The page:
Democrats celebrate Obama’s re-election
Ryan Summerlin November 7, 2012
EAGLE, Colorado – Democrats in Eagle County rejoiced Tuesday night as national TV news networks started calling the presidential race in favor of President Barack Obama around 9:10 p.m. local time.
Local Democrats gathered at Paradigms restaurant in Eagle and at Cafe de Luna in Avon to wait for election results, while the local Republicans gathered at the party’s office in Eagle. Around 8 p.m., none of the major swing states had been called, and the Democrats in Eagle were optimistic, but not certain. The mood at the Republicans’ office felt slightly nervous, although supporters there weren’t ready to concede the presidency just yet.
At Paradigms, Democratic Party volunteer Susie Kincade looked at Eagle County Democrats 1st Vice-Chair Carole Onderdonk when MSNBC projected Obama as the winner and the women hugged. They were both emotional over the results after working hard in Eagle County throughout the campaign season.
Kincade woke up at 5:30 a.m. Tuesday and spent 14 hours campaigning for Obama. By the time the results were in, she was tired, but also ecstatic. Kincade founded the Women’s Empowerment Workshop in Vail, so needless to say the issue most important to her this election was women’s rights.
“I’ve been pushing for women’s rights since I was 17 years old, so the idea for me that I had to be doing it again when I was 57 years old was shocking,” she said. “That was my personal motivation – the women’s issues.”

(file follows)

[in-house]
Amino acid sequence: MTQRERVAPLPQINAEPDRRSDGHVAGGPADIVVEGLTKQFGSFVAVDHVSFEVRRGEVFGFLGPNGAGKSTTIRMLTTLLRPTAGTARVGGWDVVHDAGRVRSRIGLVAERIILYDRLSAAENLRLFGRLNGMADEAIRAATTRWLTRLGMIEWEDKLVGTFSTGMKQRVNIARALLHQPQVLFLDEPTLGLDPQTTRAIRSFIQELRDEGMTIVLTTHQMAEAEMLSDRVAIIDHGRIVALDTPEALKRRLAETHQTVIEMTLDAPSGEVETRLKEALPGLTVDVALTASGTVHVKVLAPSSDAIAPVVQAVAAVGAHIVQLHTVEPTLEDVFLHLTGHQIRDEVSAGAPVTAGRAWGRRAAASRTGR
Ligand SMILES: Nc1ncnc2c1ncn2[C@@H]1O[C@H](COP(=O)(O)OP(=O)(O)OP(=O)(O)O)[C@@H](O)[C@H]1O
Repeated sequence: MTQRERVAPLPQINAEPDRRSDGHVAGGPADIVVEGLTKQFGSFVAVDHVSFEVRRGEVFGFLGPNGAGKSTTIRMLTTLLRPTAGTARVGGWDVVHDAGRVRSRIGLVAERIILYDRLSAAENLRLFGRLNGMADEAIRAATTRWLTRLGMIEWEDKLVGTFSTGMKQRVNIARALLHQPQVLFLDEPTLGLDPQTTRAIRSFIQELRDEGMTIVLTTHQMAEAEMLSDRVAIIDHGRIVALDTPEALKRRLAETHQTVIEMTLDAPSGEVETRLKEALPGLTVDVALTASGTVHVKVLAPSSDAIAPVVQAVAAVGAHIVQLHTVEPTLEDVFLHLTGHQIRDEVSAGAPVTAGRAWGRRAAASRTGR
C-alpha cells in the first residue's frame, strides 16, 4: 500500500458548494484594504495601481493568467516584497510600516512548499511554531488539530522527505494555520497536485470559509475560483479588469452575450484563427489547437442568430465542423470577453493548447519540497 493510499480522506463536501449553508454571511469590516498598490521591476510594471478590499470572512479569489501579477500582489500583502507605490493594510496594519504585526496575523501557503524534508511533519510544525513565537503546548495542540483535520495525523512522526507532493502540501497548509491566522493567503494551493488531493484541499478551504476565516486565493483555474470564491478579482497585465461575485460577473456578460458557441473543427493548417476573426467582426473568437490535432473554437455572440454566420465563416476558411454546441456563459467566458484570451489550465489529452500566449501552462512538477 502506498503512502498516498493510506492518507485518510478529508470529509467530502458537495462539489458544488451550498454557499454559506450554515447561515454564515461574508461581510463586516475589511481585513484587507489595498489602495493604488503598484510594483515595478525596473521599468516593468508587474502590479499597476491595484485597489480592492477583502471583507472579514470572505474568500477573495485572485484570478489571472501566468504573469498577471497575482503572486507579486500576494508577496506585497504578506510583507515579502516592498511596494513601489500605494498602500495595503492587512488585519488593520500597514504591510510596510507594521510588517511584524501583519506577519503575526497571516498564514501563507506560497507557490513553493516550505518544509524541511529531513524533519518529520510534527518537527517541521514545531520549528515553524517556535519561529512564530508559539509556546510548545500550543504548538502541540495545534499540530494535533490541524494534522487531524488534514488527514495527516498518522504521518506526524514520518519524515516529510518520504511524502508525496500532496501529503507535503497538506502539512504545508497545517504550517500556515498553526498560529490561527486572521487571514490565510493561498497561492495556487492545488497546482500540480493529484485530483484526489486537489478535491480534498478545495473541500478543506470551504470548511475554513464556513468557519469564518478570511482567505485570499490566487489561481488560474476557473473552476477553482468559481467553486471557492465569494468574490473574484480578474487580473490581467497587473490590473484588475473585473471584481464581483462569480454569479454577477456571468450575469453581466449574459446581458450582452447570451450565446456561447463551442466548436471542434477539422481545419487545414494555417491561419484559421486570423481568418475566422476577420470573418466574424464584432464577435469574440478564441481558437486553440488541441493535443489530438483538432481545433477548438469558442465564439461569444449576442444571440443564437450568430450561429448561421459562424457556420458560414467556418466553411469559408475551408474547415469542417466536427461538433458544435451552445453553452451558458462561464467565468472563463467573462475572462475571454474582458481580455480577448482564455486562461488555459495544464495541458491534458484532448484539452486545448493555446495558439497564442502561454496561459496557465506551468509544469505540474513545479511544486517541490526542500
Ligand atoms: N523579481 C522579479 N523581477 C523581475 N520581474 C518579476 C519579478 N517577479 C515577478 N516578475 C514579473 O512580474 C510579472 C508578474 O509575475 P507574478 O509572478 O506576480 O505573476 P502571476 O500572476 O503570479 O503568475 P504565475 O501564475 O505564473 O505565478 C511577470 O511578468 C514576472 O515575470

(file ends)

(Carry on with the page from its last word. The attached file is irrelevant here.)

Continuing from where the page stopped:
Onderdonk got choked up as it set in that Obama had won. She beamed as she looked up toward the television screen that read “re-elected.”
“I am incredibly gratified that the people of this country paid attention to their brains instead of their right wing ideology and elected a president who is sensible, science-oriented and who is for 100 percent of the people, not 53 percent,” Onderdonk said.
As Democrats celebrated, Republicans accepted defeat. Some expressed sadness over what they think the next four years will bring.
John Cook, of Eagle, said he hopes younger Americans – those who seem to have the most influence on presidential elections these days – can study more about the nation’s history in terms of what works and what doesn’t work.
“Socialism and Communism don’t work – history says that’s true – and capitalism isn’t perfect, but it’s better than the alternative,” Cook said. “(Socialism) robs you of your initiative, your motivation – you’re not going to prosper without that. … This is going to be very difficult to work out of.”
Johnie Rosenfeld said the Republicans “gave it all we got.” He watched the news reports that Obama had won and thought about what it means for the future.
“I think the biggest fear I have right now is what’s going to happen with the debt ceiling and is the Senate going to be able to move forward and approve a budget,” Rosenfeld said. “Because if the spending stays as high as it is and the debt ceiling is not dealt with then we’re going to see massive unemployment and economic devastation.”
Assistant Managing Editor Lauren Glendenning can be reached at 970-748-2983 or firstname.lastname@example.org.